WARNING: This post contains a topic of a sacred sexual nature and is intended for married couples only. Reader discretion is advised.
Below is an excerpt of a question I received (from the sister below) about her husband's inability to get an erection while having sex.
“...he could tell that I was troubled and tried to reassure me that it wasn't me by telling me that he had to "prepare his mind" or something like that.
Hearing that hurt even more, because I was under the impression that it doesn't take any preparation for men. It seems like they get turned on at the drop of a hat. That's how it always seemed in the past anyway.
We are like many LDS couples who were totally uneducated and lost when it came to sex when we were first married so maybe I'm uneducated still? Especially when it comes to the process of men getting turned on?”
Your husband’s reason for his inability to perform on the day you describe was most likely as he tried to explain to you.
A man’s sexual arousal isn’t as dependent on his thoughts as it is for a woman.[i] His is often more a chemical reaction of testosterone released into his system, and that can be sparked by a lot of different factors. The idea that men are always ready to perform sexually is more likely to occur when a man is single and not getting very much sex.
When a man is married and gets regular sex, he may need some warming up on occasion. Yes, husbands need warming up to sex sometimes too, and that has nothing to do with you – other than that you may be giving him lots of great sex, which isn’t a bad thing.
“Seeing sexual desire as a biological drive … makes us think we should want sex all the time – although human sexual desire is more affected by circumstance and meaning than in lower species. But, you can’t make sex more intimate or ever feel wanted (chosen) using this approach because hormones, hunger, and sex “drive” don’t choose.”~ Dr. David Schnarch[ii]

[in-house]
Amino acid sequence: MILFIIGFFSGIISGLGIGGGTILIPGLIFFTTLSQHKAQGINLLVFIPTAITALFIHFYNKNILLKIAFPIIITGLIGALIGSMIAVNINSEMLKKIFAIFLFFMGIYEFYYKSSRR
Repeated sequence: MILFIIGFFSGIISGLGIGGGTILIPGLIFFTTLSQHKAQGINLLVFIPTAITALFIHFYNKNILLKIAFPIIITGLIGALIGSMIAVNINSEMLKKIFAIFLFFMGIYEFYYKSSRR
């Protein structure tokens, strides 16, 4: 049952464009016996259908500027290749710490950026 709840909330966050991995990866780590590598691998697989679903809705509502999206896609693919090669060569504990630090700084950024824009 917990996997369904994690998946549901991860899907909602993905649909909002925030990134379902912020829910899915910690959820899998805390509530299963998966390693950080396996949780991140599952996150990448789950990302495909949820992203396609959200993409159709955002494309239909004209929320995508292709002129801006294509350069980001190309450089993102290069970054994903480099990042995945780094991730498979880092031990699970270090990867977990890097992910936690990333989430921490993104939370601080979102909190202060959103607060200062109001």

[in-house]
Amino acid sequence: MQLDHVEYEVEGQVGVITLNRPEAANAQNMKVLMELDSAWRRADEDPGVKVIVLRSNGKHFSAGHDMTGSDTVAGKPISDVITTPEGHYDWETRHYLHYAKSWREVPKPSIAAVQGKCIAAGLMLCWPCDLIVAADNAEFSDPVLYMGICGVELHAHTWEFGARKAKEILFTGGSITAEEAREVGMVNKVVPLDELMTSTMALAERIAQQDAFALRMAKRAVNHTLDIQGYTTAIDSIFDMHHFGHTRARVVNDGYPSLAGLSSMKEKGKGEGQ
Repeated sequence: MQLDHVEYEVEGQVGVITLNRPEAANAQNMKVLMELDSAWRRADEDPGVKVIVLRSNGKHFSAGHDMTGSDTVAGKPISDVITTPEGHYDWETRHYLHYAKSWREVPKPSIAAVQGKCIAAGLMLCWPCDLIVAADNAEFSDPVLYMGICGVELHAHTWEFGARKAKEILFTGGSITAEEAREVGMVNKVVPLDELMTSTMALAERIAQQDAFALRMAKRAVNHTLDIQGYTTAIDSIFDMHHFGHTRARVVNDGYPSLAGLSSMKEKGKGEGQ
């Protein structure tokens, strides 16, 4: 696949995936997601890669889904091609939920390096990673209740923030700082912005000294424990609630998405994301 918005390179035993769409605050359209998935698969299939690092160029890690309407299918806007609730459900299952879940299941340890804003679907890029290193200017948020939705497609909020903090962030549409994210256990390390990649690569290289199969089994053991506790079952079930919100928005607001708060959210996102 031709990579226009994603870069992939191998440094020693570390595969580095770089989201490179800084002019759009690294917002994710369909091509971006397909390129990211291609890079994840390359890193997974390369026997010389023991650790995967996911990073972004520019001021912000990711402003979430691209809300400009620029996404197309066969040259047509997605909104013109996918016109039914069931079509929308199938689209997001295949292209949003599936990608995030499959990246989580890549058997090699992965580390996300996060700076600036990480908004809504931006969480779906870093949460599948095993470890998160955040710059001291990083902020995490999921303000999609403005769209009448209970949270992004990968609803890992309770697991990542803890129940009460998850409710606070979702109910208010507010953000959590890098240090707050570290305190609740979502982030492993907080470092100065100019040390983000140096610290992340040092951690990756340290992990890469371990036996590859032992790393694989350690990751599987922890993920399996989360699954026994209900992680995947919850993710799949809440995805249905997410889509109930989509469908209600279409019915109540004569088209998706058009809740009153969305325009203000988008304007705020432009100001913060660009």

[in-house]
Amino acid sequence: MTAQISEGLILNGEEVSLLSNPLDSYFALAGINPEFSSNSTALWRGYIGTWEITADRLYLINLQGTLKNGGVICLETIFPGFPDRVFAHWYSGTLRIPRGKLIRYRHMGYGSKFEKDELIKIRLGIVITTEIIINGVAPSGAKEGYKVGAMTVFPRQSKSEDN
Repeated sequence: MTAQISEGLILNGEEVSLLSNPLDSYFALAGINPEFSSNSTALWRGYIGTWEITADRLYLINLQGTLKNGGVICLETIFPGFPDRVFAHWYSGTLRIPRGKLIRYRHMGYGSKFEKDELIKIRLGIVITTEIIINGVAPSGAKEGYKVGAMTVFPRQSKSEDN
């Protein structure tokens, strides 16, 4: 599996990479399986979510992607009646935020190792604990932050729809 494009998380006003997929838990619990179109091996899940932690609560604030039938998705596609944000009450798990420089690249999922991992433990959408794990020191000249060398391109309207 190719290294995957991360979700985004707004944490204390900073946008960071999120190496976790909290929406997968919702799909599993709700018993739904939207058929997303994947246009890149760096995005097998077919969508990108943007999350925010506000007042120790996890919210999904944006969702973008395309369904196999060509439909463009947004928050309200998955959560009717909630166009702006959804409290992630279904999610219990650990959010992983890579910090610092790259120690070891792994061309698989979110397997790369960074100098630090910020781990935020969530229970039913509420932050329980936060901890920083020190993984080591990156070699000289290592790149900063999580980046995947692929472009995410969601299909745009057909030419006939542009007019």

If getting an erection becomes an ongoing problem and causes your husband some concern, have him examined by your family doctor. Erectile dysfunction does happen and for a multitude of reasons.[iii] There are medications he can take for his erection. They can’t do anything for his libido, but they can give him an erection when he wants it. The pills can be expensive, however. They can also lead to dependency if used every time you have sex.
Libido is dependent on his level of testosterone.[iv] Again, you can have him examined by his doctor to check and make sure his testosterone levels are healthy. Low testosterone can happen at any age. [v]
I don’t know what his level of physical health is, but sometimes losing weight, lowering his cholesterol level and cardiovascular exercise can improve his libido and ability to get an erection.[vi] Exercise releases testosterone into the system. This is true for men and women.[vii]
If he is overweight, it can affect blood flow which will affect his ability to get and keep an erection. If this doesn’t apply to your situation, then don’t worry about it.
If he’s physically healthy, difficulty in getting aroused often has more to do with tiredness, or stress, or preoccupation with other thoughts, or simply the fact that his body may be more satiated than a man whose body rarely gets sex at all.
Bottom line - most men are always interested in sex, but the idea that men are always erect and ready for sex is a myth. Sometimes, men need some foreplay too. I suggest helping him unwind a little first. Take some time to talk to him, caress him physically, and let him know of your interest.
The husband by nature and cultural role often plays the part of the sexual initiator in the relationship, but it's important to not assume that this always has to be the case. Wives can play the role of initiator in sexual encounters if their desire happens to be higher than their husband's, and this is still good and right in the Lord's eyes.
"Let the husband render unto the wife due benevolence: and likewise also the wife unto the husband." - 1 Corinthians 7:3
Answer: Cultural Myth
[i] Brotherson, Laura M. And They Were Not Ashamed – Strengthening Marriage Through Sexual Fulfillment, Inspire Book, Boise, ID, 2004, see Chapter 3
[ii] Schnarch, Dr. David, Passionate Marriage, Henry Holt and Co. NY, 1997, pg. 40
[iii] For more information see this article by Dr. Sheldon Marks M.D. on Erectile Dysfunction http://www.drweil.com/drw/u/ART03079/causes-of-erectile-dysfunction.html
[iv] John Manning, Biologist, Science of the Sexes, Liesel Evans and David Barlow, Oxford Scientific Films
[v] Peter Jaret and Louise Chang M.D. Getting Intimate: Talking together about ED, See - http://www.webmd.com/erectile-dysfunction/features/getting-intimate-talking-together-about-ed
[vi] Dr. Andrew Weil M.D. offers these suggestions - http://www.drweil.com/drw/u/QAA400655/Best-Treatment-for-Erectile-Dysfunction.html
[vii] For more information see this article by Beverly Bird, “ Exercise and Testosterone Levels In Women” - http://www.livestrong.com/article/305512-exercise-testosterone-levels-in-women/